After more than an hour of discussion last night, the town selectmen of Natick, Massachusetts, voted 4-1 to grant a license to sell cars to Tesla Motors Massachusetts.
The local company, which the Selectmen concluded was legally separate from Tesla Motors [NSDQ:TSLA], will operate out of a property on West Central Street in the town.
Tesla has operated a showroom or "gallery" at the Natick Mall since September, but is not allowed to sell its electric cars there.
The Massachusetts Auto Dealers Association had sued the company over its store, saying that, among other things, Tesla's service center in Watertown is too far from the Natick facilities.
That suit remains pending, although a judge denied an injunction to prevent Tesla from opening its facilities, saying the dealers did not have standing to sue.
Tesla's plans have also been opposed by the owner of Bernardi Honda in Natick.
Car dealers in most states have successfully lobbied for laws preventing automakers from opening company-owned dealerships, which could compete unfairly with independently owned dealers.
Tesla Motors, however, has no franchised dealers--but in many states and nationally, auto-dealer groups are now organizing to prohibit Tesla from selling its cars in any fashion except through independently owned dealers.
Tesla CEO Elon Musk has said the company feels that established dealers who make the bulk of their money from selling gasoline cars would not be properly incentivized to sell its electric cars--which render those gasoline vehicles obsolete.
But auto dealers clearly feel viscerally threatened by the notion that Tesla buyers are not required to use conventional auto dealers. In October, the National Auto Dealers Association said it was seeking a meeting with Tesla to explore "serious concerns about Tesla's intentions."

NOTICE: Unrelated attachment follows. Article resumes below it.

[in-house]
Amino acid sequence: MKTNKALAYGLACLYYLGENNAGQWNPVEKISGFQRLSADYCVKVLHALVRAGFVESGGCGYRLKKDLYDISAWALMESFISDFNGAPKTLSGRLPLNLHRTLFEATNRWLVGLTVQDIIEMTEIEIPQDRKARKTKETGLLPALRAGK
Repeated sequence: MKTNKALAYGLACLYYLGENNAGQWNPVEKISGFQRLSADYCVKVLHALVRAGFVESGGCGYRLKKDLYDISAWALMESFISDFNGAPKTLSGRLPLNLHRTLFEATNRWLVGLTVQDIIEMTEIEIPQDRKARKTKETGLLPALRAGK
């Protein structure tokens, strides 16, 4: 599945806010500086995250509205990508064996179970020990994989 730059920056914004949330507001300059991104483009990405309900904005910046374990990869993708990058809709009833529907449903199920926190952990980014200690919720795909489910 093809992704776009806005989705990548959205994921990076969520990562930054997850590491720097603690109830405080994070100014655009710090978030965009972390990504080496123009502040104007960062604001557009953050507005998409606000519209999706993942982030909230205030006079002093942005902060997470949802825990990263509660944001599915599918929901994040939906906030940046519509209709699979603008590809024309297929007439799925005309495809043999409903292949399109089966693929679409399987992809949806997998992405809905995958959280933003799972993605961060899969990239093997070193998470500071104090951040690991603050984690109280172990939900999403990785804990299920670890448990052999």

2012 Tesla Model S
Its chairman William Underriner said NADA "has 'a whole mess of lawyers in Washington' who work on state franchise laws," which presumably the dealer group could deploy in every location Tesla seeks to open a store or service facility.
That's exactly what happened in Colorado in early 2010, when the state dealer group got the law changed. It used to protect franchised dealers from competition by their auto brands; now it flatly bans any automaker from opening any facility, period. Tesla has just a single store in the state, which opened before the law changed.
Meanwhile, though, those electric-car advocates and interested Tesla fans in and around Natick will now be able to go into a local store, learn about the Tesla Model S, and perhaps even order one.
The 2012 Tesla Model S was named the Green Car Reports 2013 Best Car To Buy yesterday.
[hat tip: Boston Tesla owner Robert Stoddard]